"Don't catch a falling knife," as the old saw commands. (Pardon my mixing a cutlery metaphor.) The idea of buying a former superstar stock at a discount price certainly has its attractions, but you've got to make sure you catch the haft -- not the blade. That's where Motley Fool CAPS comes in.

Today, we once again stand beneath Mr. Market's silverware drawer, measuring which knives have fallen the farthest. Then we'll call on CAPS to ask which of these stocks -- if any -- Foolish investors believe are ready for a rebound. Let's meet today's list of contenders, drawn from the latest "52-Week Lows" list at WSJ.com:

Company

52-Week High

Recent Price

CAPS Rating

(out of 5)

Healthways (Nasdaq: HWAY)

$19.50

$11.35

****

Satyam Computer (NYSE: SAY)

$6.68

$3.96

***

Vical (Nasdaq: VICL)

$4.17

$2.24

***

Companies are selected from the "New Highs & Lows" lists published on WSJ.com on Friday last week. 52-week high, recent price, and CAPS ratings from Motley Fool CAPS.

One out of three ain't bad
The problem with seeking underperformers in a market that's outperforming is that ... well, to be perfectly blunt, the pickings are slim. This week, our choices whittle down to:

  • Biotech shop Vical -- still sinking under the weight of the previous week's disappointing drug test results.
  • Satyam Computer received a boot in the backside after reporting a $28 million loss for fiscal 2010.
  • And finally, "disease care" manager Healthways.

Of the three, only Healthways breaks from the pack with an above-average four-star rating on CAPS -- as well it should. For despite scraping along the bottom of a 52-week low, the stock has encountered little bad news of late. A couple weeks back, FBR Capital recommended buying the shares based on a positive outlook for pharmacy benefits managers. (Express Scripts (Nasdaq: ESRX) and Medco Health (NYSE: MHS) received similar "outperform" recommendations.) About the only other recent development was the company's SEC filing about the upcoming natural expiration of a "pilot program" in Germany.

Judging from CAPS members' optimism, that news shouldn't be enough to dent the bull thesis on Healthways. But do you agree?

The bull cash for Healthways
For those not familiar with Healthways, CAPS member NetscribeHealthC introduced us to the company back in 2007 as a provider of "disease management, complex case management and chronic care management to health plans, governments, employers, and hospitals in all 50 states, the District of Columbia, Puerto Rico and Guam. It offers programs that identify and provide care to individuals at high risk for incurring substantial health care costs in the near future."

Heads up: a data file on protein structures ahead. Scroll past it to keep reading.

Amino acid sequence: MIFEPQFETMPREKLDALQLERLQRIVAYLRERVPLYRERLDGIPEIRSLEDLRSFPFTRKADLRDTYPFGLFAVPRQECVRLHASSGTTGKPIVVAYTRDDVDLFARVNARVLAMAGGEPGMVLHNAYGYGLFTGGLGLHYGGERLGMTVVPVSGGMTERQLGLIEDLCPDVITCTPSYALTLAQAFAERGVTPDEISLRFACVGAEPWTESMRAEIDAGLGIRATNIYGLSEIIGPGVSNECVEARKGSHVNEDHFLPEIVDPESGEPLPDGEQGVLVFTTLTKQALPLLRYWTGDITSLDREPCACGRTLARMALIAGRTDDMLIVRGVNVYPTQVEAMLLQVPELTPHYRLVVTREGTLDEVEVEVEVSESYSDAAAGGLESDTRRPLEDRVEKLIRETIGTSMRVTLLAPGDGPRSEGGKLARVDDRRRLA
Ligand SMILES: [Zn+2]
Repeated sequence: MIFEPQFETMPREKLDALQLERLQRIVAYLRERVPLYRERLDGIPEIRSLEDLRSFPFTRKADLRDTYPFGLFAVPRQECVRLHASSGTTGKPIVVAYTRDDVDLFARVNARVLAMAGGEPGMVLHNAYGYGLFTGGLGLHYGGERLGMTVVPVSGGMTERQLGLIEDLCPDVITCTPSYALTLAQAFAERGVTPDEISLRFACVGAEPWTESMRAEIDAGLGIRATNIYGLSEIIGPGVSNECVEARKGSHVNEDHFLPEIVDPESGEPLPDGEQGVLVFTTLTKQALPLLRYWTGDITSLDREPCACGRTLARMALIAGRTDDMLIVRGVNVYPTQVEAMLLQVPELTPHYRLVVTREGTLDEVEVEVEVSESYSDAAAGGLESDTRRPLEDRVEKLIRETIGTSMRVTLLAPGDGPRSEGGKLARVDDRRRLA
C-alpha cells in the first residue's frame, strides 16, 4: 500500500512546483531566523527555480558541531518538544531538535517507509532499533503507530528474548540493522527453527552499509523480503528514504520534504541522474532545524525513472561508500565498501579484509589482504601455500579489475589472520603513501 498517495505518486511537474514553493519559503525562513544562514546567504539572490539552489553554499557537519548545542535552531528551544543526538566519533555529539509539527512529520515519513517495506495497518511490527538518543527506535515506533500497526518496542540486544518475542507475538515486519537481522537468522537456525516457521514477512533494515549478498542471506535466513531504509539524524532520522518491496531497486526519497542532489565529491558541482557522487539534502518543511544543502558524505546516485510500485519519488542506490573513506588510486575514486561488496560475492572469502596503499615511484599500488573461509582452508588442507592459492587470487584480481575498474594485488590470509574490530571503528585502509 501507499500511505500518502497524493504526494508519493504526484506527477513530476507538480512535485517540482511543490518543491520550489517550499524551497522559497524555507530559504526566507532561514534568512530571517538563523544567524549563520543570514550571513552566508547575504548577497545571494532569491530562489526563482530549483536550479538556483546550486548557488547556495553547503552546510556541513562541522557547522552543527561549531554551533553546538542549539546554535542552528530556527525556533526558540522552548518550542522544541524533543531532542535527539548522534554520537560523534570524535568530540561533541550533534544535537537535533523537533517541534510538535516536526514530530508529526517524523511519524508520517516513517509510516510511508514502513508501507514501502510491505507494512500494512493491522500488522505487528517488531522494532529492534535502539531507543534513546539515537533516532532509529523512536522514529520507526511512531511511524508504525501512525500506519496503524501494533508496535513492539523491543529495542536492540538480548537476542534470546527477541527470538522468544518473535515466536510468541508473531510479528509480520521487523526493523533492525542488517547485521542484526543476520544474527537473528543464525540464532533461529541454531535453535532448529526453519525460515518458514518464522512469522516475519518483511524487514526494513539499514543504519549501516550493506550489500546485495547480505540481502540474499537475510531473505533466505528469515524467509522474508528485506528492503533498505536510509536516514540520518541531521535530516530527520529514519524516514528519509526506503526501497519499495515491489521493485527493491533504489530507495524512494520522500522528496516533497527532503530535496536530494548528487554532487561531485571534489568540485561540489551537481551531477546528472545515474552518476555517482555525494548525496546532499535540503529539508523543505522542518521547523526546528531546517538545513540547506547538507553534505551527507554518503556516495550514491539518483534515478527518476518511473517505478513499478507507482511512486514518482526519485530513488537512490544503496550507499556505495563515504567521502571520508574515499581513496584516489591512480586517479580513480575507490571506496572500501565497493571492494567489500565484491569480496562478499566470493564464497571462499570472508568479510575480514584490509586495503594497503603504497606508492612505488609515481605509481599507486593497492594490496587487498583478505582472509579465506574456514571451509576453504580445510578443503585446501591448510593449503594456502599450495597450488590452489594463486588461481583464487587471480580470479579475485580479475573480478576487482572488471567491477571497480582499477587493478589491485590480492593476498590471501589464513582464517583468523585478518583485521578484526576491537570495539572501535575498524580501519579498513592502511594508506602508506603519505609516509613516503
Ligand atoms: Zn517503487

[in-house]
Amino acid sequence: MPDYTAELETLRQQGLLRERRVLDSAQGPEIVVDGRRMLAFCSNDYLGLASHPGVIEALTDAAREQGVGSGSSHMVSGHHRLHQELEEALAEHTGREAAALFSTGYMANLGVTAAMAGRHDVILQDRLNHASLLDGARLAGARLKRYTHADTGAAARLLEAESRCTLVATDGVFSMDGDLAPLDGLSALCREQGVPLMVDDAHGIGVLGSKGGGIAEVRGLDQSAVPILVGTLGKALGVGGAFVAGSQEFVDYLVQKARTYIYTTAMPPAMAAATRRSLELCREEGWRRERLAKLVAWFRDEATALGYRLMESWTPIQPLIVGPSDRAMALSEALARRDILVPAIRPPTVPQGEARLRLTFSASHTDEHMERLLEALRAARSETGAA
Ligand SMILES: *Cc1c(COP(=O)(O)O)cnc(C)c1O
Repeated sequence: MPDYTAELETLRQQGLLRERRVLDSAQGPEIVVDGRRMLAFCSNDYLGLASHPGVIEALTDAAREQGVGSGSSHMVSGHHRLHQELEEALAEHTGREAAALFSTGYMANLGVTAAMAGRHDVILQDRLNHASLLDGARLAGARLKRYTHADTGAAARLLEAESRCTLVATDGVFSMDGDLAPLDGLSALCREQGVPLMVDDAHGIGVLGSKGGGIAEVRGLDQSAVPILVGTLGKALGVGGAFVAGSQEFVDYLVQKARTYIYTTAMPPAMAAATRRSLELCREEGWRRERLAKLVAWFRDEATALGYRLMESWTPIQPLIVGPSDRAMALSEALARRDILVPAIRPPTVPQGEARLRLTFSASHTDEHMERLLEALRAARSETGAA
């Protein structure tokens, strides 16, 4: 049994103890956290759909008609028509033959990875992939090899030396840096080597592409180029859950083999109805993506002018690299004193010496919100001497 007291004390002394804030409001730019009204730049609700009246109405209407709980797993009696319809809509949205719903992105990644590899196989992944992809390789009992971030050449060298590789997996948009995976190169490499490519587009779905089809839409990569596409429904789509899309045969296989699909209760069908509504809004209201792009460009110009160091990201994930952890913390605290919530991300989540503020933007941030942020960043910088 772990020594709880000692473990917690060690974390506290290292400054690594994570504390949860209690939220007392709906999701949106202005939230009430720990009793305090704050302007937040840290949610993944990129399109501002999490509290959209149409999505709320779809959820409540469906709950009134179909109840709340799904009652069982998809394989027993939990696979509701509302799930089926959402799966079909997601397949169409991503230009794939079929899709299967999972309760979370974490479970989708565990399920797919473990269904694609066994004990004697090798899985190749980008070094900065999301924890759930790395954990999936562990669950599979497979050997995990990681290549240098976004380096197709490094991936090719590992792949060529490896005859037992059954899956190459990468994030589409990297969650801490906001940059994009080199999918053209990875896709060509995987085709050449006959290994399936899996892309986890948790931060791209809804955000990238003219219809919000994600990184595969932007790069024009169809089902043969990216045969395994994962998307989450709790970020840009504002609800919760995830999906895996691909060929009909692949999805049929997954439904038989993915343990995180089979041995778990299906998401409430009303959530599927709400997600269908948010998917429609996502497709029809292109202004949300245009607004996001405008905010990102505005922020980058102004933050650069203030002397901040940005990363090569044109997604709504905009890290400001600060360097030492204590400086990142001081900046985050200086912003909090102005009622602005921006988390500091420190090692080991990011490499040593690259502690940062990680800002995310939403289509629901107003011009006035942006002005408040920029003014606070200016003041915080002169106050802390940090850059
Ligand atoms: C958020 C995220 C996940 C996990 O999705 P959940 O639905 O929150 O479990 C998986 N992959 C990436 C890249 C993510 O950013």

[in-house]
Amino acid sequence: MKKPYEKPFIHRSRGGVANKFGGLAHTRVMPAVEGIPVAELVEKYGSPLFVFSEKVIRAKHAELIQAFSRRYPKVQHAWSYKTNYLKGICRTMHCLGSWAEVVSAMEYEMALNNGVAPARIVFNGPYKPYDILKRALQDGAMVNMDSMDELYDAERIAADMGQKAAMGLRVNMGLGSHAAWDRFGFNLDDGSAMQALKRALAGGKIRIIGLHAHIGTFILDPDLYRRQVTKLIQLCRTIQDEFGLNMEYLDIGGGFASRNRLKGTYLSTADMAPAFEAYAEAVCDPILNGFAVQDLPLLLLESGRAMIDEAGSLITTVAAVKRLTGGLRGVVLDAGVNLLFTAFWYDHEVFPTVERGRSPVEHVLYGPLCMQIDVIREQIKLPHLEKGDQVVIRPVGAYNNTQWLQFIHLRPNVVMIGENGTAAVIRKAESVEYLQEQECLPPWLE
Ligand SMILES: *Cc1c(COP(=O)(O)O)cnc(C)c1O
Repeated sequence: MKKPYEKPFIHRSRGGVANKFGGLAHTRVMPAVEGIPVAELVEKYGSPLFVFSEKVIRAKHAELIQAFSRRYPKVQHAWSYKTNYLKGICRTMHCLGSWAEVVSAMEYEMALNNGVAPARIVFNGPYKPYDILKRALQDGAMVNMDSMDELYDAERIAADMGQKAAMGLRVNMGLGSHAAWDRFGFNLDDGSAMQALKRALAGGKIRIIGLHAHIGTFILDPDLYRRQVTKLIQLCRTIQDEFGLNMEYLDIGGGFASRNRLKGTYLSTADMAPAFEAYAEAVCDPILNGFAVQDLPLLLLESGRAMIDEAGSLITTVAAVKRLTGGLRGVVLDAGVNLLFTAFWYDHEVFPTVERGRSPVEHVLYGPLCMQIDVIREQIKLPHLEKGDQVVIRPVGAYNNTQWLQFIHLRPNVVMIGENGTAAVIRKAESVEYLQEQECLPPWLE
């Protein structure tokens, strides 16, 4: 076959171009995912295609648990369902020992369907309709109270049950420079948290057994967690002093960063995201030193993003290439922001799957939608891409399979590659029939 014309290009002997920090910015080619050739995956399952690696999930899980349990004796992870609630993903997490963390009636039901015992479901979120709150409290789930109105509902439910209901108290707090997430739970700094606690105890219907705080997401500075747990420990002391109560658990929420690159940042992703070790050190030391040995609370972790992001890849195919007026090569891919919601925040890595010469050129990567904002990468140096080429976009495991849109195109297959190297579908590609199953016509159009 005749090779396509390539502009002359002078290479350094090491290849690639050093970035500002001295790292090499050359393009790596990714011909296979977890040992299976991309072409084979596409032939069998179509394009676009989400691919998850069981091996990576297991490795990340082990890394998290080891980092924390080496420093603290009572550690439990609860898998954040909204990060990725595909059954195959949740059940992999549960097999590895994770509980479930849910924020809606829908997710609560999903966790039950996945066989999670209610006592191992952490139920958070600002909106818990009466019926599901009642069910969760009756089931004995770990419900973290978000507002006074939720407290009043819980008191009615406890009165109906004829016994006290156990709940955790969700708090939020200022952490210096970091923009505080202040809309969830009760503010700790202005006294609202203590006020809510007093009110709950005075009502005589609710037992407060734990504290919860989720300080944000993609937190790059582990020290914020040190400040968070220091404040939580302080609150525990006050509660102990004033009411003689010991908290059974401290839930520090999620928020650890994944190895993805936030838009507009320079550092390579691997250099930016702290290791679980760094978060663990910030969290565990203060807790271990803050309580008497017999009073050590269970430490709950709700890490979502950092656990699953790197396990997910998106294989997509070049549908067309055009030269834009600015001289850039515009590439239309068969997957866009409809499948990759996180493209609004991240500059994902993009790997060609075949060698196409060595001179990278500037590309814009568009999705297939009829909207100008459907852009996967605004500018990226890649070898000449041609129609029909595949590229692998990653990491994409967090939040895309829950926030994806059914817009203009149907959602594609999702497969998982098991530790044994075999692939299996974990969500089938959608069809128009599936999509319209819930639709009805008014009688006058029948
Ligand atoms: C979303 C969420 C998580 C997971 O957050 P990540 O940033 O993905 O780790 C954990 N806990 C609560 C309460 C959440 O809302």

HowMer has suggested that Healthways' programs "makes the current US health insurance system more profitable by encouraging the use of known algorithms to treat chronic illness. Goal is decreasing insurance claims because of patient compliance with treatment."

And CAPS All-Star EddieWG07 wrote in last year to confide: "I'm in this industry and I think [Healthways] is one of the leading players in the space. No matter what anyone says, health care management presents a huge opportunity and any company that captures even a small piece of this pie will outperform."

Admittedly, Healthways has had its difficulties getting its hands on said pie. Profit fell off a cliff last year (although profit margins over the last four quarters are superior to those of UnitedHealth (NYSE: UNH) and Aetna (NYSE: AET), which do a more traditional "health maintenance" business.) Meanwhile, Healthways' revenue was down slightly in the most recent quarter.

Still, at today's price the shares appear to offer a pretty attractive valuation -- 10.6 times earnings, and barely 6.5 times free cash flow. (It's also worth pointing out that, whatever its problems, the company has generated positive free cash flow year in and year out, through the depths of the Great Recession.)

Foolish final thought
Healthways carries a sizeable slug of debt, of course -- big enough to raise its enterprise value-to-free cash flow ratio up to about 10.5, roughly in line with P/E. Still, if the company succeeds in reaching Wall Street's consensus growth rate of 11.6% annually over the next five years, the stock price seems to offer a decent margin of safety today.

But is a good price alone enough to make Healthways's stock bounce back? You tell me. Click over to Motley Fool CAPS now, and tell us if you think Healthways is ready for a U-turn.

Fool contributor Rich Smith does not own shares of any company named above. You can find him on CAPS, publicly pontificating under the handle TMFDitty, where he's currently ranked No. 593 out of more than 170,000 members. The Fool has a disclosure policy.

UnitedHealth is a Motley Fool Inside Value pick. Healthways, MedcoHealth Solutions, and UnitedHealth are Motley Fool Stock Advisor selections. Motley Fool Options has recommended a diagonal call position on UnitedHealth. The Fool owns shares of UnitedHealth.

True to its name, The Motley Fool is made up of a motley assortment of writers and analysts, each with a unique perspective; sometimes we agree, sometimes we disagree, but we all believe in the power of learning from each other through our Foolish community.